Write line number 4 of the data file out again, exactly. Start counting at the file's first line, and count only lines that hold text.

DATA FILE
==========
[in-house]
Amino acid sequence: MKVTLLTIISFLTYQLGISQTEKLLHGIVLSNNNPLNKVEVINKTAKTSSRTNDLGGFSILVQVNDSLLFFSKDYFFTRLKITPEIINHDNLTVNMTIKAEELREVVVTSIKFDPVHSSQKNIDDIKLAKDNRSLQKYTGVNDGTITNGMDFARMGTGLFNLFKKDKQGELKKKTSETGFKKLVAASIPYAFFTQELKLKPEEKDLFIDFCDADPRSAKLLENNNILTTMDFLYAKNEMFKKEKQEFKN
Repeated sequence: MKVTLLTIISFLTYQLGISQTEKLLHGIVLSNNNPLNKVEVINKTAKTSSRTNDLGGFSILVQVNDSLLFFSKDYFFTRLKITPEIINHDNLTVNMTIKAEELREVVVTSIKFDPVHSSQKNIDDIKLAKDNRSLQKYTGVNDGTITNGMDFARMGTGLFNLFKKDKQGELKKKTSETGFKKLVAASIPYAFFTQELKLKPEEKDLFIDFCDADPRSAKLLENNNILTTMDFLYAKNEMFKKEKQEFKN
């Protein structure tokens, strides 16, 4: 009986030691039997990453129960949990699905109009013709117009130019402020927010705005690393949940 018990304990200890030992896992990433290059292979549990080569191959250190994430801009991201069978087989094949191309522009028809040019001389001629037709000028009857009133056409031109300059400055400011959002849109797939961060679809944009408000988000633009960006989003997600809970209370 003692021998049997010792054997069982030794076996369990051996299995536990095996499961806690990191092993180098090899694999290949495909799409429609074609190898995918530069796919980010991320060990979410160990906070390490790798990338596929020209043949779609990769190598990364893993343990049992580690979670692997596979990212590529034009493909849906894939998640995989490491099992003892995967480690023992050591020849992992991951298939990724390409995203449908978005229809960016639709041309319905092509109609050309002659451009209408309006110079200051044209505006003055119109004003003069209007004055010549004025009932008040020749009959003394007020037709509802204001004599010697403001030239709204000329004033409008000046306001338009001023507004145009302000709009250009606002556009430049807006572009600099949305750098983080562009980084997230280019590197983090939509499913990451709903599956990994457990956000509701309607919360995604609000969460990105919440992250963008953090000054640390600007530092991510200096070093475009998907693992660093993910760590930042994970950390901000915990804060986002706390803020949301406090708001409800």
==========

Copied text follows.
């Protein structure tokens, strides 16, 4: 009986030691039997990453129960949990699905109009013709117009130019402020927010705005690393949940 018990304990200890030992896992990433290059292979549990080569191959250190994430801009991201069978087989094949191309522009028809040019001389001629037709000028009857009133056409031109300059400055400011959002849109797939961060679809944009408000988000633009960006989003997600809970209370 003692021998049997010792054997069982030794076996369990051996299995536990095996499961806690990191092993180098090899694999290949495909799409429609074609190898995918530069796919980010991320060990979410160990906070390490790798990338596929020209043949779609990769190598990364893993343990049992580690979670692997596979990212590529034009493909849906894939998640995989490491099992003892995967480690023992050591020849992992991951298939990724390409995203449908978005229809960016639709041309319905092509109609050309002659451009209408309006110079200051044209505006003055119109004003003069209007004055010549004025009932008040020749009959003394007020037709509802204001004599010697403001030239709204000329004033409008000046306001338009001023507004145009302000709009250009606002556009430049807006572009600099949305750098983080562009980084997230280019590197983090939509499913990451709903599956990994457990956000509701309607919360995604609000969460990105919440992250963008953090000054640390600007530092991510200096070093475009998907693992660093993910760590930042994970950390901000915990804060986002706390803020949301406090708001409800």